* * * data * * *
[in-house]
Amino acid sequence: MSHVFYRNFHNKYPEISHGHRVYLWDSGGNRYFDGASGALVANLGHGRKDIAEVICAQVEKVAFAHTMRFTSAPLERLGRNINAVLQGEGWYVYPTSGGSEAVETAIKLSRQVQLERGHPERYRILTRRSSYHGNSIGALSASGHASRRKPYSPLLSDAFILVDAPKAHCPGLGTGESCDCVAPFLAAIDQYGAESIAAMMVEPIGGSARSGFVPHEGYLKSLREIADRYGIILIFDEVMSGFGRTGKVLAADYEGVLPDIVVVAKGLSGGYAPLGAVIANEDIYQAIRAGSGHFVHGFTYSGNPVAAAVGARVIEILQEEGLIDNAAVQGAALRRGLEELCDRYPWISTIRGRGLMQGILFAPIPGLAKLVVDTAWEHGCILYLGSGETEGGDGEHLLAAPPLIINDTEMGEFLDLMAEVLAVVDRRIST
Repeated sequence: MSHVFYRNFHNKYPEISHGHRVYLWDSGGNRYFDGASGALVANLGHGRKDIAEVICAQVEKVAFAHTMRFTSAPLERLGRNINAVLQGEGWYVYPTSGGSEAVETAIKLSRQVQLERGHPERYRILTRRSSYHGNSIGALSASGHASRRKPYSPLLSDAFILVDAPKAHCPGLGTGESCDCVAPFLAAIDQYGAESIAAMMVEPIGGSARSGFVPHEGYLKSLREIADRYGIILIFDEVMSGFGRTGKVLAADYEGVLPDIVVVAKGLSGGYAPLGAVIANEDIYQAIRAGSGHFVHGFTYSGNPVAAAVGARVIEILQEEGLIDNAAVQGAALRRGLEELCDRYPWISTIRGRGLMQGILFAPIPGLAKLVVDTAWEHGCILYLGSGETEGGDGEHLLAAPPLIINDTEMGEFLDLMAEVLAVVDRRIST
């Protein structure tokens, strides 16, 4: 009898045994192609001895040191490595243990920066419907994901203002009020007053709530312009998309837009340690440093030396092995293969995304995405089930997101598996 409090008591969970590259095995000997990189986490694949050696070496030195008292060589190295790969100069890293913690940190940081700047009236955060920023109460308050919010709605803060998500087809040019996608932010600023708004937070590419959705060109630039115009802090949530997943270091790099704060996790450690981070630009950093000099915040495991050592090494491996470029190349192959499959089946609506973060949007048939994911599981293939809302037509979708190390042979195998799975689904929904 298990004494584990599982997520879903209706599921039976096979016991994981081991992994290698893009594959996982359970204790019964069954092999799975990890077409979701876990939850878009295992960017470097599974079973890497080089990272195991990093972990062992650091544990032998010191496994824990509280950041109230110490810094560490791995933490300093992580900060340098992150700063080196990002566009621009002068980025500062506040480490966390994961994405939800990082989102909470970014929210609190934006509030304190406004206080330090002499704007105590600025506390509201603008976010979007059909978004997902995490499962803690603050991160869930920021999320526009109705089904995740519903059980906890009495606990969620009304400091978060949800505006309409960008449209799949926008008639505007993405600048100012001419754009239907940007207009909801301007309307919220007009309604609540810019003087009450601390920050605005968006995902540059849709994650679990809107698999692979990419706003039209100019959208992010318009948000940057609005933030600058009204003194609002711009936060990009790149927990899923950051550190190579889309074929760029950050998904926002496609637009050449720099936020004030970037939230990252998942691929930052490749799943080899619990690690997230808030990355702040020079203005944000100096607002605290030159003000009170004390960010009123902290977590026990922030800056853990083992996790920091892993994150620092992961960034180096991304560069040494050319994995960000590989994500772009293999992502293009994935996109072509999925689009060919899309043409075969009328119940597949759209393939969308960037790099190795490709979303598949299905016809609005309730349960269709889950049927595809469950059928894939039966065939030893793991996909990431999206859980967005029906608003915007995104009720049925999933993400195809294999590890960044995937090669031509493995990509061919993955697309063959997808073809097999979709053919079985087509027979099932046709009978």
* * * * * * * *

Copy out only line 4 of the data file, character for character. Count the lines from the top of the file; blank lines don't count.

């Protein structure tokens, strides 16, 4: 009898045994192609001895040191490595243990920066419907994901203002009020007053709530312009998309837009340690440093030396092995293969995304995405089930997101598996 409090008591969970590259095995000997990189986490694949050696070496030195008292060589190295790969100069890293913690940190940081700047009236955060920023109460308050919010709605803060998500087809040019996608932010600023708004937070590419959705060109630039115009802090949530997943270091790099704060996790450690981070630009950093000099915040495991050592090494491996470029190349192959499959089946609506973060949007048939994911599981293939809302037509979708190390042979195998799975689904929904 298990004494584990599982997520879903209706599921039976096979016991994981081991992994290698893009594959996982359970204790019964069954092999799975990890077409979701876990939850878009295992960017470097599974079973890497080089990272195991990093972990062992650091544990032998010191496994824990509280950041109230110490810094560490791995933490300093992580900060340098992150700063080196990002566009621009002068980025500062506040480490966390994961994405939800990082989102909470970014929210609190934006509030304190406004206080330090002499704007105590600025506390509201603008976010979007059909978004997902995490499962803690603050991160869930920021999320526009109705089904995740519903059980906890009495606990969620009304400091978060949800505006309409960008449209799949926008008639505007993405600048100012001419754009239907940007207009909801301007309307919220007009309604609540810019003087009450601390920050605005968006995902540059849709994650679990809107698999692979990419706003039209100019959208992010318009948000940057609005933030600058009204003194609002711009936060990009790149927990899923950051550190190579889309074929760029950050998904926002496609637009050449720099936020004030970037939230990252998942691929930052490749799943080899619990690690997230808030990355702040020079203005944000100096607002605290030159003000009170004390960010009123902290977590026990922030800056853990083992996790920091892993994150620092992961960034180096991304560069040494050319994995960000590989994500772009293999992502293009994935996109072509999925689009060919899309043409075969009328119940597949759209393939969308960037790099190795490709979303598949299905016809609005309730349960269709889950049927595809469950059928894939039966065939030893793991996909990431999206859980967005029906608003915007995104009720049925999933993400195809294999590890960044995937090669031509493995990509061919993955697309063959997808073809097999979709053919079985087509027979099932046709009978």